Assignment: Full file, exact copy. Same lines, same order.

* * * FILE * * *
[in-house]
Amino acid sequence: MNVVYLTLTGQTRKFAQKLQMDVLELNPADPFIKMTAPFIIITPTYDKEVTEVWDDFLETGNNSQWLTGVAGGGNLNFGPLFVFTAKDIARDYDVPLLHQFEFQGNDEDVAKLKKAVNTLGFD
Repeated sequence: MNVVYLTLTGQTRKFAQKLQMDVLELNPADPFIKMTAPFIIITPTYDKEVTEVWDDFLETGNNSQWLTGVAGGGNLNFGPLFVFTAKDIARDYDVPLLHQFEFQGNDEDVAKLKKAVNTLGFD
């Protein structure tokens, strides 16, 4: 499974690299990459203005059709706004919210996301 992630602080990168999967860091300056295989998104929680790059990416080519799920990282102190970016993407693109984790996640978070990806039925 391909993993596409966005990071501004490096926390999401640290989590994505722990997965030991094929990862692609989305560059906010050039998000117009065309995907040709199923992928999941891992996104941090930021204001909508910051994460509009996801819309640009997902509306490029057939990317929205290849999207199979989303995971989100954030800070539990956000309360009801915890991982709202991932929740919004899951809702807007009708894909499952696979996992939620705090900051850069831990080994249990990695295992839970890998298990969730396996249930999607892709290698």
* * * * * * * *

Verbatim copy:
[in-house]
Amino acid sequence: MNVVYLTLTGQTRKFAQKLQMDVLELNPADPFIKMTAPFIIITPTYDKEVTEVWDDFLETGNNSQWLTGVAGGGNLNFGPLFVFTAKDIARDYDVPLLHQFEFQGNDEDVAKLKKAVNTLGFD
Repeated sequence: MNVVYLTLTGQTRKFAQKLQMDVLELNPADPFIKMTAPFIIITPTYDKEVTEVWDDFLETGNNSQWLTGVAGGGNLNFGPLFVFTAKDIARDYDVPLLHQFEFQGNDEDVAKLKKAVNTLGFD
């Protein structure tokens, strides 16, 4: 499974690299990459203005059709706004919210996301 992630602080990168999967860091300056295989998104929680790059990416080519799920990282102190970016993407693109984790996640978070990806039925 391909993993596409966005990071501004490096926390999401640290989590994505722990997965030991094929990862692609989305560059906010050039998000117009065309995907040709199923992928999941891992996104941090930021204001909508910051994460509009996801819309640009997902509306490029057939990317929205290849999207199979989303995971989100954030800070539990956000309360009801915890991982709202991932929740919004899951809702807007009708894909499952696979996992939620705090900051850069831990080994249990990695295992839970890998298990969730396996249930999607892709290698």